Vdio is no more, with parent company Rdio deciding to shutter the online video service. The reasons for the closure remain unclear, but it seems that there just wasn’t room for Vdio in an already-crowded market. It didn’t help that Vdio took so long to move from being just an idea to being a legitimate company.
The Short History Of Vdio
Vdio was founded as long ago as 2009, with Skype founder Janus Friis investing both time and money into the venture. Friis had previously experienced failure within the online video spectrum with Joost, but Vdio was going to be different.
Vdio was first imagined as a Netflix competitor, with a streaming subscription service being the planned positioning of the company. For unexplained reasons, Vdio was turned from a Netflix clone into an online video store.
Vdio enjoyed a soft launch in April 2013 for existing Rdio subscribers, with a full launch happening in June 2013. Throughout this time Vdio was still considered a beta, which isn’t surprising given its limited life cycle of just six months.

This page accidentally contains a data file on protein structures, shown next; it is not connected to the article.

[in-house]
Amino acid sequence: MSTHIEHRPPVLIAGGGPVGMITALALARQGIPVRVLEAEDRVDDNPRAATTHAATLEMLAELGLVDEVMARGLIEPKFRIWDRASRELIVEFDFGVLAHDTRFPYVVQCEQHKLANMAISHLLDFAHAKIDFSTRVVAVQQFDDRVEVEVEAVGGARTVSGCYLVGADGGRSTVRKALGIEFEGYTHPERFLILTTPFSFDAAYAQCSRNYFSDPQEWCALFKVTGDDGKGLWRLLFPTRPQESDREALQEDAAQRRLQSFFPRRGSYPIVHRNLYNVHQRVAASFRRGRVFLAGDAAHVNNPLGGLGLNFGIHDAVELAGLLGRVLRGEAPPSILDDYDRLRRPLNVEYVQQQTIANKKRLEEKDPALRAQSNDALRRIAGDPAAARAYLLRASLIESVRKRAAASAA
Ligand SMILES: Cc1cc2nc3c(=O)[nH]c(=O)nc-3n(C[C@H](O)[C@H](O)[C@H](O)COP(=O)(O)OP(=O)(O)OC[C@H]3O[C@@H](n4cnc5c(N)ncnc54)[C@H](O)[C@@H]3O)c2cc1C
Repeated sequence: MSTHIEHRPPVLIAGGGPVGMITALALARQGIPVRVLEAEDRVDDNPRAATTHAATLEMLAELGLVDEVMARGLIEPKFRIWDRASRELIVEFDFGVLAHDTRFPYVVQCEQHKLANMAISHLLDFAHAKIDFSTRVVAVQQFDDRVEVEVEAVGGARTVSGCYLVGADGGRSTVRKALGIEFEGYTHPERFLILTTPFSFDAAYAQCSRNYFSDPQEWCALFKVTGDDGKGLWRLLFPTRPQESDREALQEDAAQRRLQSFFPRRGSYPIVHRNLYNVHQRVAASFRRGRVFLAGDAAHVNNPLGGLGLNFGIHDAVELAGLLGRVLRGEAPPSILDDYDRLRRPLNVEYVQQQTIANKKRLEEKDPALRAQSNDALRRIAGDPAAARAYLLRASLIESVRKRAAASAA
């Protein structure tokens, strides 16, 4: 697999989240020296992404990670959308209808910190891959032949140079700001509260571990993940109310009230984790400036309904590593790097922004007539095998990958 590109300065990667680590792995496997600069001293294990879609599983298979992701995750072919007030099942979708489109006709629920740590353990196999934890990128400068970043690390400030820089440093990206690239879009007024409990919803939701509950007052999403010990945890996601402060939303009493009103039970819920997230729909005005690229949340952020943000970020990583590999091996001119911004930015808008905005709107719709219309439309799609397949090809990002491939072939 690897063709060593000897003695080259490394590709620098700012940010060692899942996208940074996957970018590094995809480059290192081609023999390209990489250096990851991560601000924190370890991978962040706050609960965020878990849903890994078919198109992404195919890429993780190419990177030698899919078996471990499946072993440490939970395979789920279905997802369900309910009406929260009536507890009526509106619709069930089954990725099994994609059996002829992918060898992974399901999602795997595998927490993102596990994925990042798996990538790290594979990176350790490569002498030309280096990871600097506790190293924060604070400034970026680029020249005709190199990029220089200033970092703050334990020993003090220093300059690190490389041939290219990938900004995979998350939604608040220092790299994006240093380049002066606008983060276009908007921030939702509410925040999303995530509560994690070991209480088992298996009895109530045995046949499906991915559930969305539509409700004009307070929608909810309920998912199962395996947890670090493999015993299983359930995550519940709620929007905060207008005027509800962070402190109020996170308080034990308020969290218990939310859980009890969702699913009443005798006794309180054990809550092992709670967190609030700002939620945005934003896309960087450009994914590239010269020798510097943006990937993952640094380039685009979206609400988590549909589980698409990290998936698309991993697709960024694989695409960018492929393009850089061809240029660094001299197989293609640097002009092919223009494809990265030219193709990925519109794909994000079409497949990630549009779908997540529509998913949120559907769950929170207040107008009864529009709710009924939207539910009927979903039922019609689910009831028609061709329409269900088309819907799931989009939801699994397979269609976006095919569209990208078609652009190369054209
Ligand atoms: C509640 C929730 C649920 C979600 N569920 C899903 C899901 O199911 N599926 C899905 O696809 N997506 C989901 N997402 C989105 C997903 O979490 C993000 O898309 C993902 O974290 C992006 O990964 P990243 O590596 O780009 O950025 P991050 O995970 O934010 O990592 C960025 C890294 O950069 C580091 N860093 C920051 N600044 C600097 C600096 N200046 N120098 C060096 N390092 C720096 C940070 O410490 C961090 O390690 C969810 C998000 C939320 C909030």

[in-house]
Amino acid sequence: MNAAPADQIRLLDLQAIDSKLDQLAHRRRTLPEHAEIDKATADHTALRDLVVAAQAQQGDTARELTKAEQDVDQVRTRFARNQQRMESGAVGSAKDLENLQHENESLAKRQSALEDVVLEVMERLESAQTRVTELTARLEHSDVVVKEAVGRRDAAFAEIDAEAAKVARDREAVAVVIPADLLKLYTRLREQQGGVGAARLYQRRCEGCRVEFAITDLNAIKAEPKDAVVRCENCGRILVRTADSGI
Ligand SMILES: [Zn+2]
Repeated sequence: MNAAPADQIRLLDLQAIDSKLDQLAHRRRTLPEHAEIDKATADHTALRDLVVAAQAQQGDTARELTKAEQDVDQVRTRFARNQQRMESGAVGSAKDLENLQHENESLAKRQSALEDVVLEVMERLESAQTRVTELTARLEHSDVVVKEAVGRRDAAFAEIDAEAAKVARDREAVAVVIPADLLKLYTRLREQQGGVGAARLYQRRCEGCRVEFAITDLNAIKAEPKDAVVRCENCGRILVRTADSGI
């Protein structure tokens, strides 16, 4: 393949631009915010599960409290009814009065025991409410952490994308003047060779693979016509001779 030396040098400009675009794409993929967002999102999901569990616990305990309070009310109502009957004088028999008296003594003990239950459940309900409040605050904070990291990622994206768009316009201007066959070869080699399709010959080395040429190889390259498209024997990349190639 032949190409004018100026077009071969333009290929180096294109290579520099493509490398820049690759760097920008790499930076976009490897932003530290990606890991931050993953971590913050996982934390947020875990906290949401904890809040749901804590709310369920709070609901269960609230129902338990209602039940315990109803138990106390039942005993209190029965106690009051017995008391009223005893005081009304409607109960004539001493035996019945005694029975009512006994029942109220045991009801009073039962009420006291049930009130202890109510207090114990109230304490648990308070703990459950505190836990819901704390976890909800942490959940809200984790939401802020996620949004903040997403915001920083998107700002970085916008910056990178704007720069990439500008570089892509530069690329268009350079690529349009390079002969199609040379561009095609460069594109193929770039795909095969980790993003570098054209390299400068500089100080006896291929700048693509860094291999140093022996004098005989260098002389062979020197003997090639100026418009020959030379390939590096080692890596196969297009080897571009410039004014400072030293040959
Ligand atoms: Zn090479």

The End Of Vdio
The end of Vdio was announced in an email to existing users which read, ”We have decided to discontinue the Vdio beta service. Despite our efforts, we were not able to deliver the differentiated customer experience we had hoped for, and so Vdio is now closed.” A similar message is now plastered on the Vdio homepage.
Anyone who purchased or rented content is being offered compensation in the form of Amazon vouchers.
When the idea for Vdio was first mooted Netflix wasn’t the unstoppable force it now appears to be. Vdio then launched as something different altogether, but very similar to iTunes, Google Play, Amazon, and others. Which left zero chance of Vdio establishing itself.
Vdio seems like a lost opportunity, with its chances of succeeding crippled by a protracted launch, a lack of focus, no differentiation from it and multiple competitors, little promotional effort, and the rate at which the market around it evolved.
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